Community Economic Volunteer
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The Central Bank reported unemployment in 2013 at 15%. Formal job market employment opportunities are minimal, particularly in rural and small towns, creating a greater need for entrepreneurship and income generation strategies for the unemployed.
The CED project seeks to empower existing and aspiring community based business groups and entrepreneurs with the tools to determine and manage their economic destiny at the grassroots level in rural and semi-urban communities.
The CED project targets two areas of community economic development:
Goal 1: Entrepreneurial Development
Individuals will acquire business skills and create new business opportunities.
Goal 2: Business Management and Organizational Strengthening
Community based business groups and organizations will strengthen their organizational and business management capacity.
The purpose of the program is to help Dominican communities increase sustainable economic development opportunities. Volunteers are generally requested and placed with a community based business organization in different stages of development. Volunteers’ primary assignment is to help this organization realize and work towards their business goals. More specifically, Volunteers will:
• provide business management assistance in marketing, product and service development, and customer service
• help organizations increase capacity in governance, planning, internal management, financial management and organizational strengthening
• instruct individuals on how to conduct a market and feasibility study, develop and present a business plan, set up and manage businesses using appropriate funding options, including microfinance, as well as determine their profitability
Volunteers will also have the opportunity to work outside of the assigned organization with the community in general, supporting entrepreneurship and income generation among youth, women and men, as well as one on one business consulting with interested community members. This may include teaching basic personal money management skills such as budgeting, savings, keeping business/personal accounts separate and other related topics.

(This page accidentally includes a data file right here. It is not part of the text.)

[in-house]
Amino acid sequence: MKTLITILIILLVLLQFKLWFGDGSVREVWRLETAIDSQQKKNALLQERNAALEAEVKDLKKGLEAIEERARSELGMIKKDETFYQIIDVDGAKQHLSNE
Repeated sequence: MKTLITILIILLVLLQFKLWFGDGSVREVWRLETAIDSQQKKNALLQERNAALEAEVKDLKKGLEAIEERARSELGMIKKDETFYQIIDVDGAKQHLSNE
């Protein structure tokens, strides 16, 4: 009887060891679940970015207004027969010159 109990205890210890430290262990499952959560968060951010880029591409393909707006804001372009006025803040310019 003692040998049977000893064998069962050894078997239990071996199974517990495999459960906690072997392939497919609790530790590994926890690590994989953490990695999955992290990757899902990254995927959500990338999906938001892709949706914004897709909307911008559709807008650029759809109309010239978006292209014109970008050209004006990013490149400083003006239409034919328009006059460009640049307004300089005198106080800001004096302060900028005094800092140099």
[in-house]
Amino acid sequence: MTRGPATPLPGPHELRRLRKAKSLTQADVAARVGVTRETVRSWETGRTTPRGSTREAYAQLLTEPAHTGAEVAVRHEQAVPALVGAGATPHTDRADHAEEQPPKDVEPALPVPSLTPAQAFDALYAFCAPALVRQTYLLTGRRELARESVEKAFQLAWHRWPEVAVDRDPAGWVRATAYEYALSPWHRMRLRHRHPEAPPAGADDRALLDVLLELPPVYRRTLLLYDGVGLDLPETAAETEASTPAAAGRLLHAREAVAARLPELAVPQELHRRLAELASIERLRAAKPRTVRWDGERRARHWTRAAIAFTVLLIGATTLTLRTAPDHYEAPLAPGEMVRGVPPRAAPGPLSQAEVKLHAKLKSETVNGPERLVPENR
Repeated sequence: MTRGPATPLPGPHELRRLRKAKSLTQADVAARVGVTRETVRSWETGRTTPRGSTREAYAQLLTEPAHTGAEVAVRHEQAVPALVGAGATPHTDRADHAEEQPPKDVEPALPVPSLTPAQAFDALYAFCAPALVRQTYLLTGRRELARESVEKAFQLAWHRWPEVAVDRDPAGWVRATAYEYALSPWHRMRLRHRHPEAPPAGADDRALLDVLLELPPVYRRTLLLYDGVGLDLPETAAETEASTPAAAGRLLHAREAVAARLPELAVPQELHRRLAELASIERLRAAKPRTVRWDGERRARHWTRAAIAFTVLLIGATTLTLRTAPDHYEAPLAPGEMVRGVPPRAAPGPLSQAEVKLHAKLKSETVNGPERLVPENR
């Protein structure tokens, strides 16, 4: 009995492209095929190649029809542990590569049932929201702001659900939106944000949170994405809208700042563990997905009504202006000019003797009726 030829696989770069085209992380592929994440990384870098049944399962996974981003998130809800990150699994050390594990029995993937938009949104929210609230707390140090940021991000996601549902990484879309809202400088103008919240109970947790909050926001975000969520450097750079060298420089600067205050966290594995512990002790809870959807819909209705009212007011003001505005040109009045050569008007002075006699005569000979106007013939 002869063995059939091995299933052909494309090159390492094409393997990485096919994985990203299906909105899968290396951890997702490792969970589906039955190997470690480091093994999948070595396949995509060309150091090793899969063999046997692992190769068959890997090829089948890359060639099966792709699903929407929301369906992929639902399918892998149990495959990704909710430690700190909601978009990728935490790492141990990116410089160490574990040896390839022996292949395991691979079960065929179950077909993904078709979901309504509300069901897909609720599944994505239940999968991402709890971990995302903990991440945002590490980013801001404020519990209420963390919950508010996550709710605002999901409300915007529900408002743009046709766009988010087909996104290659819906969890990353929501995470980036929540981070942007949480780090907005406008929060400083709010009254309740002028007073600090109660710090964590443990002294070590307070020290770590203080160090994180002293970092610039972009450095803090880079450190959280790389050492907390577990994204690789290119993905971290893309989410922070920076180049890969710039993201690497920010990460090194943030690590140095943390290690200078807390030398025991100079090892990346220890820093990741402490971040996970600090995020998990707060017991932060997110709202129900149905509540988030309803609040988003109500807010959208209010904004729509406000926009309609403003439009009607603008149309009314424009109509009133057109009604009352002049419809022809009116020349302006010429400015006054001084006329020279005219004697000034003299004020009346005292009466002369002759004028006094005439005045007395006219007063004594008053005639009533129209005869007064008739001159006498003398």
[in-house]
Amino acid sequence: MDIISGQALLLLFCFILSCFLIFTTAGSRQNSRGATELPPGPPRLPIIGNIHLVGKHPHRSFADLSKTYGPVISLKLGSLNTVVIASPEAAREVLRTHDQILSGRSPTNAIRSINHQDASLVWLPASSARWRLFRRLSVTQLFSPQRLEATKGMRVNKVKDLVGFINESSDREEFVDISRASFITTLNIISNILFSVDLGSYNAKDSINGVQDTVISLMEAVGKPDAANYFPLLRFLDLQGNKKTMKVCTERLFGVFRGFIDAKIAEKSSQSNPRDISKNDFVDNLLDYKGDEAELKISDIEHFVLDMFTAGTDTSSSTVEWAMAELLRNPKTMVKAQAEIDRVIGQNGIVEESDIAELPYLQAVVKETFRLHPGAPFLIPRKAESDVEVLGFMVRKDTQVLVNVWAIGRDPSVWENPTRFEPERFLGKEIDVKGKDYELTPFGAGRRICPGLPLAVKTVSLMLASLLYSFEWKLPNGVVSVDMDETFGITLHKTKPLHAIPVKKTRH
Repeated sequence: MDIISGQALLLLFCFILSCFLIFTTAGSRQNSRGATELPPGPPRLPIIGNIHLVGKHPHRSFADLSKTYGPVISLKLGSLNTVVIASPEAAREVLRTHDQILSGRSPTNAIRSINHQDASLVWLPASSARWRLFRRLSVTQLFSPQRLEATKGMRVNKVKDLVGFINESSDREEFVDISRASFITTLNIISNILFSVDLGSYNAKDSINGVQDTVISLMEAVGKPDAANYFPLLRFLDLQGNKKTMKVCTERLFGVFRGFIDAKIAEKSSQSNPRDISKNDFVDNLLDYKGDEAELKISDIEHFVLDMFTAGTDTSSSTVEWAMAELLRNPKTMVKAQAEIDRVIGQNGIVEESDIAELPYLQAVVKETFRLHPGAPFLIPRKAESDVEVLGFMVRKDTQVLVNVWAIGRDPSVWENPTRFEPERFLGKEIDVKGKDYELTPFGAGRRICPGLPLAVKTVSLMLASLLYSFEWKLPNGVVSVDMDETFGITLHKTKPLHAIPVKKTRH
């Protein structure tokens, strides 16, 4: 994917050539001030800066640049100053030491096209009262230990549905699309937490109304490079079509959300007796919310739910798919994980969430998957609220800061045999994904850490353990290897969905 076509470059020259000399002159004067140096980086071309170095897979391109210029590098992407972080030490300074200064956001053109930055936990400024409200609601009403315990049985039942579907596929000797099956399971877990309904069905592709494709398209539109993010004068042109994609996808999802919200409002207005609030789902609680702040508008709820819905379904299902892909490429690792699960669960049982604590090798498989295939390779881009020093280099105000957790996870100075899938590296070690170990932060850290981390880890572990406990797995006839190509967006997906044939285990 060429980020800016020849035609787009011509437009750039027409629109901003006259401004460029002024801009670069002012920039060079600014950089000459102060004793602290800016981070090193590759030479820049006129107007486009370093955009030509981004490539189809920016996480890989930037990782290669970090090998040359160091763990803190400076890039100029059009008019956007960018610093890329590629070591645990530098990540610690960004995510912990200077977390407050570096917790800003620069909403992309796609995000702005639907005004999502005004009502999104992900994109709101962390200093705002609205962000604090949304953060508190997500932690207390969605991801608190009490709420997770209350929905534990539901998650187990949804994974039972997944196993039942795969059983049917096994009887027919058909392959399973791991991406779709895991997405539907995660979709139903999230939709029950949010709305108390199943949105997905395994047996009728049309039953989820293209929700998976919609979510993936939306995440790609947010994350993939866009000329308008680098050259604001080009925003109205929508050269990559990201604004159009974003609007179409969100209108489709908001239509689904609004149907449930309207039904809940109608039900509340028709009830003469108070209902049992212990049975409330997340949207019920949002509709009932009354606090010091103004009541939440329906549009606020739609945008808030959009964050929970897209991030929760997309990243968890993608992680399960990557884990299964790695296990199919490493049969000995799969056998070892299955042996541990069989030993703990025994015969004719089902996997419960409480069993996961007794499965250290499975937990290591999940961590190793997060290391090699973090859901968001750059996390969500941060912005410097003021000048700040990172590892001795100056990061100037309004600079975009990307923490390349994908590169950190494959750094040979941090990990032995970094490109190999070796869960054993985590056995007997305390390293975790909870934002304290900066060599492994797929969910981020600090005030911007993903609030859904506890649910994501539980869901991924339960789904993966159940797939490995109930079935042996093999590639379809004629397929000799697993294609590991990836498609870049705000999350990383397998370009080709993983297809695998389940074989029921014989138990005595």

• Bachelor of Arts/Bachelor of Science degree in any business discipline
• 5 years professional experience in business management
• Bachelor of Arts/Bachelor of Science degree in Agriculture Economics or a degree combining agriculture and management, including agribusiness, agricultural management, farm management
• At least 3 years of experience in farm management and/or agribusiness
• Bachelor of Arts/Bachelor of Science degree in any business or economics discipline with 1 year experience in farming or agribusiness
• Experience working with entrepreneurship
• Experience in one or more of the following areas: sales and marketing, bookkeeping, management or administration
• Competitive candidates have proven leadership skills and ability to work with adults, will act as positive role models for young people, and work in a professional manner.
• We encourage applicants with strong Spanish language skills to apply.
Required Language Skills
A) Completed 4 years of high school Spanish coursework within the past 8 years.
B) Completed minimum 2 semesters of Spanish college-level coursework within the past 6 years.
C) Native / fluent speaker of Spanish
Candidates who do not meet the language proficiency levels above can take the language placement exams to demonstrate their level of proficiency. Competitive applicants typically attain a score of 50 on the Spanish College Level Examination Program CLEP exam or a score of Novice-High on the American Coucil on the Teaching of Foreign Languages (ACTFL OPI).
Additional Language Information